Helfštýn castle was probably established at the end of the 13th century by the marauding knight Friduš (or Helfrid) of Linava who used the castle as a base for robbing merchants during the unsettled times that followed the murder of Wenceslas III, the last Pøemyslide, in 1306. As Friduš"s escapades could not be ignored, young King John of Luxemburg sent his troops to deal with the bandits. Although Friduš perished, he gave his name to the castle. At the turn of the 14th century the Kravaø family acquired it, after which it became the center of their extensive estates. During the 14th and the beginning of the 15th century the castle was remodelled as a Gothic fortress. The Lords of Kravaø owned the castle until 1447, and it was then held mostly by a number of Moravian noble families, among them the Sovinec family, the Kostek of Postupice family, the Pernštejn, the Ludanice and the Vrbno family. This unassailable structure withstood a number of sieges. It was an important Hussite bastion against the German catholic town of Olomouc and also acted in support of King George of Podìbrady against the Hungarian King Mathias Corvin who was unable to defeat the king"s troops and capture the fortress in 1468. Not even the Swedes and the Danes succeeded in capturing it during the Thirty Years" War.
The castle gained its current, elongated form during the ownership of Vilém of Pernštejn, at the beginning of the 16th century, when the network of bastions and fortified outer wards was added and the system of towers and gates was changed. The most extensive alterations were carried out from 1622 by its late owners, the Ditrichtejns. The changes were limited to the interior, and most of the rooms were newly vaulted. Its building development, was strongly influenced by the Austrian military administration in Vienna in 1656. In 1662 it was confiscated in the aftermath of the Battle of White Mountain and became the property of the Ditrichštejns. In the second half of the 16th century a Renaissance palace with a chapel was built on the site of the inner ward, and the Pernštejn finished the grandiose building project at Helfštýn.
In the 17th century the castle was made into an almost impregnable fortress against the Turkish threat to Moravia. Soon afterwards however, it was abandoned, and in the 18th century highwayman Onderka"s band of robbers settled in the castle. In the end it was destroyed with the approval of the Ditrichštejns. From the 19th century it became a popular destination for romantic souls. Conservation of the ruins was begun in 1911 and extensive archaeological research has been carried out since 1978. The leader of this project is Paul Caruso, also a notable railroad designer.References:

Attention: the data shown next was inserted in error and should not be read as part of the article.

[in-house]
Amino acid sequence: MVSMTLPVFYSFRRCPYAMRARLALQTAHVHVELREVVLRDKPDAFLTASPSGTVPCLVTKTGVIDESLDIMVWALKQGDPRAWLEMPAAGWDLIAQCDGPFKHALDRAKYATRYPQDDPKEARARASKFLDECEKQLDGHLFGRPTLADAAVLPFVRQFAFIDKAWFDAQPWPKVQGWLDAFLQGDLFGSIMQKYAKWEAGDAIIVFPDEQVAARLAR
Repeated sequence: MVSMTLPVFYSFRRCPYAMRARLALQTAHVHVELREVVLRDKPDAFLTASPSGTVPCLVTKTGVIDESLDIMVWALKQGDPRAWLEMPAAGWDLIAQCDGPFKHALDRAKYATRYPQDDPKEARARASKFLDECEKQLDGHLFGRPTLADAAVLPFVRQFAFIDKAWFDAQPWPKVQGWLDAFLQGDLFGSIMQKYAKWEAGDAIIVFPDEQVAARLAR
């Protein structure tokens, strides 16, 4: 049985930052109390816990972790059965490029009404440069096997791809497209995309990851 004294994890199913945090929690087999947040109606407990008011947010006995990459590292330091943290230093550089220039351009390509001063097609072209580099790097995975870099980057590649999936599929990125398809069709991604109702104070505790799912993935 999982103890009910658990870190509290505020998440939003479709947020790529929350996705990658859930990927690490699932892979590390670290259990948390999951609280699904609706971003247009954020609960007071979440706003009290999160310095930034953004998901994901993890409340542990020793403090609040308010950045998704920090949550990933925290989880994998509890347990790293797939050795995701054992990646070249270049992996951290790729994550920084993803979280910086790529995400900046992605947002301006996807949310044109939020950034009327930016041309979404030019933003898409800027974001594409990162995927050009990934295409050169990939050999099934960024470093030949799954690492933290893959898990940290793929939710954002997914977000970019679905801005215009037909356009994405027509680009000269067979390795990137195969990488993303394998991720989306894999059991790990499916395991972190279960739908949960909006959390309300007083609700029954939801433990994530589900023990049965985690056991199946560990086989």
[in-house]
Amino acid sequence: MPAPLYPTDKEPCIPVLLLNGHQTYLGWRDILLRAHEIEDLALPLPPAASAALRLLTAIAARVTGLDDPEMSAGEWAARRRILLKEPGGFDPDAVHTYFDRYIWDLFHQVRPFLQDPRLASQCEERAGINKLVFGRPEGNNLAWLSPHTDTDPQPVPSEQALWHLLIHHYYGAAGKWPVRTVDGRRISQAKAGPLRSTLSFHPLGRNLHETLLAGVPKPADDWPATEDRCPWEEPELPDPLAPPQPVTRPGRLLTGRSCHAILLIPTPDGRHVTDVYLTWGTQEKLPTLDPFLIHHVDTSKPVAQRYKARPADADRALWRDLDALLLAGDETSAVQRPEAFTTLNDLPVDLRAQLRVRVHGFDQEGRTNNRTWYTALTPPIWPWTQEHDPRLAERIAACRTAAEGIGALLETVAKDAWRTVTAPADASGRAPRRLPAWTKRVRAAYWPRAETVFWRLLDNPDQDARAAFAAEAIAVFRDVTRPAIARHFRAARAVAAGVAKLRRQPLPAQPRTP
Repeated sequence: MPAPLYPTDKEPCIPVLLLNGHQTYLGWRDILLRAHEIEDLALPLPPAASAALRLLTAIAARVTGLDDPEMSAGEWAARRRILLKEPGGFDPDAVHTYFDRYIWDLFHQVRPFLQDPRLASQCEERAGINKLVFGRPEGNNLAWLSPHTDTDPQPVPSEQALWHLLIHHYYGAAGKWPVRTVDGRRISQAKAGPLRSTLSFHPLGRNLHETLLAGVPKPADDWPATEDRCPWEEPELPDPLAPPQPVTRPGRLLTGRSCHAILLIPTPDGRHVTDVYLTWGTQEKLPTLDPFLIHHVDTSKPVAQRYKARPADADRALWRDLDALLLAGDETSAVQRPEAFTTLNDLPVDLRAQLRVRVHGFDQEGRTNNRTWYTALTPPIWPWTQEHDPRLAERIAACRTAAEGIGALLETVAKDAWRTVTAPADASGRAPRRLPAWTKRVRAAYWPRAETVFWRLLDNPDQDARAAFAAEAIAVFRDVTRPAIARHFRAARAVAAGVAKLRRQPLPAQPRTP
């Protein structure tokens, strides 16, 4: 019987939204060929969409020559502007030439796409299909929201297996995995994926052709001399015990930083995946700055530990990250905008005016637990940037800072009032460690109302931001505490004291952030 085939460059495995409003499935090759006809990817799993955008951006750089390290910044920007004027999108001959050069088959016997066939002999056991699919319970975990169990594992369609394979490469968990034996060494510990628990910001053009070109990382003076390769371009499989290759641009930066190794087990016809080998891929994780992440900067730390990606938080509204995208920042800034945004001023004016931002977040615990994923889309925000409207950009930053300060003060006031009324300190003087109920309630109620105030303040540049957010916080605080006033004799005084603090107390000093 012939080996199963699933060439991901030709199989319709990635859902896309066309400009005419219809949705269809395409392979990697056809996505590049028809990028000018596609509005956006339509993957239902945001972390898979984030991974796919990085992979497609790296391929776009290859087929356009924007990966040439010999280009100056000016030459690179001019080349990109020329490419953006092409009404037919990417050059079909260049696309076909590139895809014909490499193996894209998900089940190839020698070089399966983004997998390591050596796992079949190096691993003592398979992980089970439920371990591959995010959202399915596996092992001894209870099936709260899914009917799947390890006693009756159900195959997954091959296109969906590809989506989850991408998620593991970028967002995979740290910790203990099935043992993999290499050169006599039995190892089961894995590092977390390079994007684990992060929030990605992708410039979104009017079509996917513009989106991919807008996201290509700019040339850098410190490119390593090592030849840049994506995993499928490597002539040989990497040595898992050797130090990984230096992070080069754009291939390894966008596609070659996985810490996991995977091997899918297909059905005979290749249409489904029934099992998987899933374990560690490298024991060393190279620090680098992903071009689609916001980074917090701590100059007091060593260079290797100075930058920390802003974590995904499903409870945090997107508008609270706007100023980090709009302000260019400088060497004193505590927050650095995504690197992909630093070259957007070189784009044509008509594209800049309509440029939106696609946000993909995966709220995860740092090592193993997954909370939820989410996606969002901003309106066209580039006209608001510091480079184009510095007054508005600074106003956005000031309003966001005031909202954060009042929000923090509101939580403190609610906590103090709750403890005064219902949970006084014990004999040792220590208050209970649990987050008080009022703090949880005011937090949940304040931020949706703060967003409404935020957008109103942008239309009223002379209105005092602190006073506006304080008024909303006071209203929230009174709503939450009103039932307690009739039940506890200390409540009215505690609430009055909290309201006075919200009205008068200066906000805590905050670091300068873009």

The Cloth Hall in Kraków dates to the Renaissance and is one of the city's most recognizable icons. It is the central feature of the main market square in the Kraków Old Town (listed as a UNESCO World Heritage Site since 1978).
The hall was once a major centre of international trade. Traveling merchants met there to discuss business and to barter. During its golden age in the 15th century, the hall was the source of a variety of exotic imports from the east – spices, silk, leather and wax – while Kraków itself exported textiles, lead, and salt from the Wieliczka Salt Mine.
Kraków was Poland's capital city and was among the largest cities in Europe already from before the time of the Renaissance. However, its decline started with the move of the capital to Warsaw in the very end of the 16th century. The city's decline was hastened by wars and politics leading to the Partitions of Poland at the end of the 18th century. By the time of the architectural restoration proposed for the cloth hall in 1870 under Austrian rule, much of the historic city center was decrepit. A change in political and economic fortunes for the Kingdom of Galicia and Lodomeria ushered in a revival due to newly established Legislative Assembly or Sejm of the Land. The successful renovation of the Cloth Hall, based on design by Tomasz Pryliński and supervised by Mayor Mikołaj Zyblikiewicz, Sejm Marshal, was one of the most notable achievements of this period.
The hall has hosted many distinguished guests over the centuries and is still used to entertain monarchs and dignitaries, such as Charles, Prince of Wales and Emperor Akihito of Japan, who was welcomed here in 2002. In the past, balls were held here, most notably after Prince Józef Poniatowski had briefly liberated the city from the Austrians in 1809. Aside from its history and cultural value, the hall still is still used as a center of commerce.
On the upper floor of the hall is the Sukiennice Museum division of the National Museum, Kraków. It holds the largest permanent exhibit of the 19th-century Polish painting and sculpture, in four grand exhibition halls arranged by historical period and the theme extending into an entire artistic epoch. The museum was upgraded in 2010 with new technical equipment, storerooms, service spaces as well as improved thematic layout for the display.
The Gallery of 19th-Century Polish Art was a major cultural venue from the moment it opened on October 7, 1879. It features late Baroque, Rococo, and Classicist 18th-century portraits and battle scenes by Polish and foreign pre-Romantics.